With that, the Feds eliminated their requirement that states impose CON restrictions. With these new limitations on rebasing capital costs resulting from a change in ownership, and the push within the Reagan White House to deregulate, there was enough weight shifting to tip the scales away from Washington mandating states to adhere to a CON program.
States make their own calls
States like Texas were quick to drop CON requirements for nursing facilities, and in a matter of a few years, there was a surge in supply coupled with a significant drop in the statewide occupancy level. A side effect from lower occupancy levels was per-patient-day expenses increased.
This action eventually led Texas to impose a moratorium on certifying Medicaid beds. Now in Texas, most new facilities are either certifying for only Medicare, or Medicaid-bed certifications are being transferred from existing facilities.
Today, there are 33 states that require CON approval for nursing facilities, and another nine that simply apply a moratorium on new beds. It is interesting to note states without SNF CON or moratoriums are concentrated in the Southwest — call them the “Wild West” states.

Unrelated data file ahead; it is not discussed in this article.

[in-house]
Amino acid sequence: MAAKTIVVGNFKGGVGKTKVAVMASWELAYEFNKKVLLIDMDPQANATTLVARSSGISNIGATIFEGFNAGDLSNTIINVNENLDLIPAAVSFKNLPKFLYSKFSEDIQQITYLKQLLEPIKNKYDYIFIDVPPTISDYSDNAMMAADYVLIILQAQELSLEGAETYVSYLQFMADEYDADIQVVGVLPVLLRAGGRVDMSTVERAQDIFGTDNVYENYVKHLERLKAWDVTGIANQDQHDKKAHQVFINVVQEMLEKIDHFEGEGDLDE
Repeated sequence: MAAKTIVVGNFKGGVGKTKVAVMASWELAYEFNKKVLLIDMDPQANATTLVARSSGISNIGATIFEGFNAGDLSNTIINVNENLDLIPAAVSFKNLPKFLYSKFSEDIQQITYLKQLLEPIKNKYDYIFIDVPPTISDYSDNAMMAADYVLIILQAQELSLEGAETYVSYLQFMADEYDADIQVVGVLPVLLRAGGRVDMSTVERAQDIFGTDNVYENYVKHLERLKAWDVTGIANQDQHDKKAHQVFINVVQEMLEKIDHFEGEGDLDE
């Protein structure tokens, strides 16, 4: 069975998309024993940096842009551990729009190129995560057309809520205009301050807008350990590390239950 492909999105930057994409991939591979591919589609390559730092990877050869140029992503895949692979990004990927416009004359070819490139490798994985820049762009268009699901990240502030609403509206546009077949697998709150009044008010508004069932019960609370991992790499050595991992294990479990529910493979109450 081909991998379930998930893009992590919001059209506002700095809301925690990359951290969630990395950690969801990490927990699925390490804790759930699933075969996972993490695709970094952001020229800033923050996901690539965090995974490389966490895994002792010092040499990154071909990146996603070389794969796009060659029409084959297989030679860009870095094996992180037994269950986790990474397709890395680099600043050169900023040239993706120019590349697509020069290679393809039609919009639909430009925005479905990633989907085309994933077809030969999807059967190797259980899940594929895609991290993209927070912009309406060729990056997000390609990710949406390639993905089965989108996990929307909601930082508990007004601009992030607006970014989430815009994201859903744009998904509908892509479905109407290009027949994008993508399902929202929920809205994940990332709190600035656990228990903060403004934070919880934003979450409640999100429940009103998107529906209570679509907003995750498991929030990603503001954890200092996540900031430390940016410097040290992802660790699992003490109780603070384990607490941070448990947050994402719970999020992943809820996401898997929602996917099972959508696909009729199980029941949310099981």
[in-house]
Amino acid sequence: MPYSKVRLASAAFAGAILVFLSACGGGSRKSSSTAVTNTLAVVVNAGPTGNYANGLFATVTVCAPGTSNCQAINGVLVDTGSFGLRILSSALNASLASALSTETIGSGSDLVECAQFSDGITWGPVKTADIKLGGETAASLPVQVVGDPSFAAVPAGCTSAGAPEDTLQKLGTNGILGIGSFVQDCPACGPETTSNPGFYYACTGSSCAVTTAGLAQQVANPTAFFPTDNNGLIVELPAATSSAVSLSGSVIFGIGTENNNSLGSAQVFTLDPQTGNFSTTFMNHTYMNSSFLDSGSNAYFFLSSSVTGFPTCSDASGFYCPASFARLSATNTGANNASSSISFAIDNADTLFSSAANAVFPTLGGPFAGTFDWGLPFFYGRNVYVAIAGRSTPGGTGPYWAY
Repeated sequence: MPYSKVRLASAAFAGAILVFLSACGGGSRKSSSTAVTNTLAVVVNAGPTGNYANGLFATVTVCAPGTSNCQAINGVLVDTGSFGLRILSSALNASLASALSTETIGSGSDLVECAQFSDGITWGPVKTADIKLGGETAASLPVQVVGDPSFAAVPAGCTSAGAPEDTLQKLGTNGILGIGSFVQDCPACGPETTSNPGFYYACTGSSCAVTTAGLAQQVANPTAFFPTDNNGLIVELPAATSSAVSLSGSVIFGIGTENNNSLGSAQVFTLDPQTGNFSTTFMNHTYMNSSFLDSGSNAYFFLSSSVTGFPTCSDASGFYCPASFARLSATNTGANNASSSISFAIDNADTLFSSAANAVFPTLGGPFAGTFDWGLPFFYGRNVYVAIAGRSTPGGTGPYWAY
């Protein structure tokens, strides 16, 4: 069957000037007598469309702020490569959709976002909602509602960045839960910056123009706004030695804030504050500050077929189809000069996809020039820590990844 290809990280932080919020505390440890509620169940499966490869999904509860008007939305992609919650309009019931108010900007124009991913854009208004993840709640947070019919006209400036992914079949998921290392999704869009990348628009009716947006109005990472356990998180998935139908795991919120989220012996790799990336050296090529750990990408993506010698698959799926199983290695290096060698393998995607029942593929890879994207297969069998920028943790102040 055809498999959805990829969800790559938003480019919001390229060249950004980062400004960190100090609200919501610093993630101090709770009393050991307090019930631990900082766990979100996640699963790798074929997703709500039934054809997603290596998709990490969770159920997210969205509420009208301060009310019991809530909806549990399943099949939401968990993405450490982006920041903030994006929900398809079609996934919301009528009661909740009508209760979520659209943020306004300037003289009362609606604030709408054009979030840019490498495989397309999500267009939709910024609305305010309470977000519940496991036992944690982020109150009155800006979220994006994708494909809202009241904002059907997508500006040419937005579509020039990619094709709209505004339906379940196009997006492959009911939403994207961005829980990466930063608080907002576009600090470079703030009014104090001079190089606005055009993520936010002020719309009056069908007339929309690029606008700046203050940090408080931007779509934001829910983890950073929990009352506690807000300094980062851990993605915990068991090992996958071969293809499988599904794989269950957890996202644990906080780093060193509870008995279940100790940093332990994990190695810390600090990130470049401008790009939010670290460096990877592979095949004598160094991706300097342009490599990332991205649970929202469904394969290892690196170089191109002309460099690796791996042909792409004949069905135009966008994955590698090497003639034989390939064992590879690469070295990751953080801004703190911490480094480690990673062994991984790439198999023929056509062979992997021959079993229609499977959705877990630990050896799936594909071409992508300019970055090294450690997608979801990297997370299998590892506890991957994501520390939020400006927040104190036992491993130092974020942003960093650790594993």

States with the strongest CON rules, as measured by statewide occupancy rates, are mostly in the East. Of the 20 states with statewide occupancy rates exceeding 85 percent in 2019 (per Certification and Survey Provider Enhanced Reports, or CASPER), only California, Hawaii and the Dakotas are fully west of the Mississippi River.
The two largest states have no CON. California’s relative high occupancy rate (86 percent in 2019, per CASPER) is attributed to extremely expensive development costs (land prices, construction costs and regulatory hurdles that lengthen the time to receive certification). So, for California, there are essentially controls in place to hold back supply. Meanwhile in Texas, the second most populated state with a statewide occupancy rate of 68 percent, has low land and building costs and fewer regulatory delays for newly licensed facilities to achieve certification.